In Monday’s Herald it was reported “Municipality (Kouga) receives second consecutive clean audit”. The article continues without further reference to “clean audit”, but rather an “unqualified audit”. This was followed up in yesterday’s (Tuesday) Herald with a tiny insert at the bottom of page four, easily missed, headed “Getting it right” which corrects the previous days headline stating it should have read “unqualified audit”.

Now whilst reading that article the word “unqualified” jumped out and immediately conjured up thoughts of impropriety, of fiddling of the books or possibly some creative bookkeeping! But NO, this is not the case at all for in fact it is just the opposite and an unqualified audit is preferable to a qualified audit.  The word ‘qualified’ gives us a sense of peace and security. “It will be okay he is a qualified brain surgeon” would make one feel confident going under the knife but sitting in 1st class of an Airbus A380 about to take off and being told “it will be okay, the pilot is unqualified” would certainly not. English is a complicated enough language without our bean counters confusing us all the more by calling a good financial report an ‘unqualified audit’ and a not so good one a ‘qualified audit’.

So for those of us who thought unqualified was a negative here is the Auditor General’s explanation of the various audit categories taken from the AG’s website.

    The financial statements are free from material misstatements (in other words, a financially unqualified audit opinion) and there are no material findings on reporting on performance objectives or non-compliance with legislation.
    The financial statements contain no material misstatements. Unless we express a clean audit outcome, findings have been raised on either reporting on predetermined objectives or non-compliance with legislation, or both these aspects.
    The financial statements contain material misstatements in specific amounts, or there is insufficient evidence for us to conclude that specific amounts included in the financial statements are not materially misstated.
    The financial statements contain material misstatements that are not confined to specific amounts, or the misstatements represent a substantial portion of the financial statements.
    The auditee provided insufficient evidence in the form of documentation on which to base an audit opinion. The lack of sufficient evidence is not confined to specific amounts, or represents a substantial portion of the information contained in the financial statements.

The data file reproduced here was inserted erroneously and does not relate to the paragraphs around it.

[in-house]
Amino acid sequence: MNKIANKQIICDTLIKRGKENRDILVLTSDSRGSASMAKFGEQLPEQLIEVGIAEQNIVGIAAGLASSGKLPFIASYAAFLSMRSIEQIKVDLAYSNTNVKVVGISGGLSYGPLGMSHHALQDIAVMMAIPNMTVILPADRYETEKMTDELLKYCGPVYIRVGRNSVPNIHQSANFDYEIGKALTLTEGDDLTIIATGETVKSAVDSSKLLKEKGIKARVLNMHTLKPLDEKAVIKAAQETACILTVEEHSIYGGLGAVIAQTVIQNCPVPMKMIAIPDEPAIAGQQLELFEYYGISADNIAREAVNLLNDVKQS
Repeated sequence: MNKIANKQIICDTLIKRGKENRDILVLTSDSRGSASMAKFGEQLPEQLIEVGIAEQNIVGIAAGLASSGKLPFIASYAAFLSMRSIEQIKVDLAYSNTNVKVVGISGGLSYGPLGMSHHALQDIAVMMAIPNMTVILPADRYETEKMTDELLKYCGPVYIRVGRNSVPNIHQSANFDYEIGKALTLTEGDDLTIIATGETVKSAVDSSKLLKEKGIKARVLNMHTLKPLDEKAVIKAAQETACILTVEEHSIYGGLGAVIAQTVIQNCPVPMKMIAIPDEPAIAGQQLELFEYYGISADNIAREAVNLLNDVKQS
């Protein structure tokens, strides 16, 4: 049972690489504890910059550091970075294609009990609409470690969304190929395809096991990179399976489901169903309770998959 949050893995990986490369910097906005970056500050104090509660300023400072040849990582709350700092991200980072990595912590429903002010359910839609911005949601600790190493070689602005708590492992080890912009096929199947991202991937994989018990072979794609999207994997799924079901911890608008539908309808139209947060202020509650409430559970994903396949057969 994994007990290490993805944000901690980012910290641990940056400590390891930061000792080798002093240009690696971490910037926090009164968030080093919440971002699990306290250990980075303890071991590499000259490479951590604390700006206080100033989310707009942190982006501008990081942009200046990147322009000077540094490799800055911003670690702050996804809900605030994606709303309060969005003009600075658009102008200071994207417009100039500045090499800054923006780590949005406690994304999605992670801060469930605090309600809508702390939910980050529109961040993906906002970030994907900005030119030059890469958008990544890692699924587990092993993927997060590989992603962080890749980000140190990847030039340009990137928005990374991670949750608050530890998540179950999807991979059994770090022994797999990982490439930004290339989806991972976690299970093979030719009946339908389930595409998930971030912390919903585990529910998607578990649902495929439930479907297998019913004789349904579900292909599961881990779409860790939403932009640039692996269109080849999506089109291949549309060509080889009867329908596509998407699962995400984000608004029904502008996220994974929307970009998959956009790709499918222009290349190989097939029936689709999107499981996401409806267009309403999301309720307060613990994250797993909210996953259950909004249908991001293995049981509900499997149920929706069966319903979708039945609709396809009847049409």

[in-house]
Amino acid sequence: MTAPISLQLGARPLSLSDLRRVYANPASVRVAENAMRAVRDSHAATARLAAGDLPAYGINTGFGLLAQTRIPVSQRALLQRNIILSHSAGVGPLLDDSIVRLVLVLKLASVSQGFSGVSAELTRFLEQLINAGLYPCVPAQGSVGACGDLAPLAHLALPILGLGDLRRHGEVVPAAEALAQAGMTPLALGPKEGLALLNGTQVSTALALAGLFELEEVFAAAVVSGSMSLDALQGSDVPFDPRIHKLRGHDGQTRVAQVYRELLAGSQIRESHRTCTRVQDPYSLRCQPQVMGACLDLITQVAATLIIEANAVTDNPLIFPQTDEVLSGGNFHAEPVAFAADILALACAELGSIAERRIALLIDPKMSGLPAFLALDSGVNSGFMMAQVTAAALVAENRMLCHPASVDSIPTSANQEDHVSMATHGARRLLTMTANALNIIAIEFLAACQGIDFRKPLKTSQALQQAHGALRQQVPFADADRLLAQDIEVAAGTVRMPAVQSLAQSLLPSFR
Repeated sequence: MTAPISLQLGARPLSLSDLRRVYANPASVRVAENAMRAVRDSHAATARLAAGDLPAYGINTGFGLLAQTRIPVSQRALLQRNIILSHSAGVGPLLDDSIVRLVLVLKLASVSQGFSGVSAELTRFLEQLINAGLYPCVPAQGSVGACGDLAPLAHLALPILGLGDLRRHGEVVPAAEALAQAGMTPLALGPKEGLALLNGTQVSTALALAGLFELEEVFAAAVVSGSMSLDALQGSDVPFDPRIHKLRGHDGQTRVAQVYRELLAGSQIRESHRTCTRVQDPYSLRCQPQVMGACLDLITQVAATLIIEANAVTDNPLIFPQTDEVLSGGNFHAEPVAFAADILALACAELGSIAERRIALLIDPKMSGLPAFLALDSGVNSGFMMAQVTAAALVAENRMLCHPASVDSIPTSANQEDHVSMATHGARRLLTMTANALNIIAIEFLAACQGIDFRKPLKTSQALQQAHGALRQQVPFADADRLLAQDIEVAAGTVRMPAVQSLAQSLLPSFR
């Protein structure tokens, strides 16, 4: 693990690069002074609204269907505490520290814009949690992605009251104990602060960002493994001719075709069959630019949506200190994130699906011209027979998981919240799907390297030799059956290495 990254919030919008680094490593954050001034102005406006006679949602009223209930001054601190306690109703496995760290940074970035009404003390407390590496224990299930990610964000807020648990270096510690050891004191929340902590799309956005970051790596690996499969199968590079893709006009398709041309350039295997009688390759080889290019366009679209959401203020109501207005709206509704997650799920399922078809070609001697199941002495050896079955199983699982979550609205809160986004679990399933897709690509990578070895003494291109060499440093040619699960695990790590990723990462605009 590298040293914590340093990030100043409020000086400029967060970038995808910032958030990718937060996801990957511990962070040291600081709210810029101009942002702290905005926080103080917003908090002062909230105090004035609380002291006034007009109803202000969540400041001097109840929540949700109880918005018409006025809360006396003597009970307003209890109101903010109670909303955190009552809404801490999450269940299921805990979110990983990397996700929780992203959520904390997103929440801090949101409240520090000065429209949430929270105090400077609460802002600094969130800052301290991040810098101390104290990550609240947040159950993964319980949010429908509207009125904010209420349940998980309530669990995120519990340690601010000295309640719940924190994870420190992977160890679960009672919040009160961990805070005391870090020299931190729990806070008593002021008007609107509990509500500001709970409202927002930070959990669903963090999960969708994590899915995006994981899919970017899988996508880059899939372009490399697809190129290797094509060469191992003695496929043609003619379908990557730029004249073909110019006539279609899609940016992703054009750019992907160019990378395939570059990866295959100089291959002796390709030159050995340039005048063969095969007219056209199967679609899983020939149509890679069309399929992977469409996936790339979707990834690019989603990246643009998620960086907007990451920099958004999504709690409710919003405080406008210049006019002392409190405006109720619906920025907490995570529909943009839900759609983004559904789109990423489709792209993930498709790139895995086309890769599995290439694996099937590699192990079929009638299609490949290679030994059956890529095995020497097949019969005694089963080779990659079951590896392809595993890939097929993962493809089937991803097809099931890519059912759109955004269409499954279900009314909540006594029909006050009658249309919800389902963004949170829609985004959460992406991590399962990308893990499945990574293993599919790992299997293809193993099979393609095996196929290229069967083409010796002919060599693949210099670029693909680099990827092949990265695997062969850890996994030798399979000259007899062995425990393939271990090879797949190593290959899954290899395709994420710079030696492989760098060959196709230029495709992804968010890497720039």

Back to the report… Whilst the AG congratulated the municipality on the audit, which incidentally is just one away from the top, a ‘clean audit’, the article did make mention that “performance management, adherence to municipal governance laws and stability in leadership” needed to be improved.

Having attended several St Francis Bay Residents Association meetings over the past months it is this “performance management and adherence to municipal governance laws” that seems to be a regular subject of criticism of the council by the SFBRA .  Their unwillingness to respond to matters raised with the council seemed to deteriorate into a downright refusal until apparently the powers in Bisho stepped in and instructed the Kouga council to respond. Whether they, KM, have adhered to this instruction is uncertain for St Francis Today has had no feedback either way but will attempt to follow up and advise.

So from the above, apart from performance, governance and leadership, it appears our municipality is running a clean financial ship even if there are a few spots of rust here and there.

A little concerning however is the article appearing directly above the article in Monday’s Herald on the Unqualified Audit where  ANC Councillor Phumzile Oliphant has requested that municipal manager Sydney Fadi establish if officials from the local economic development department had ‘dished out’ tenders to  companies not on the municipal database. The question must be … are there other incidences that are not being investigated?

Read the article on Heraldlive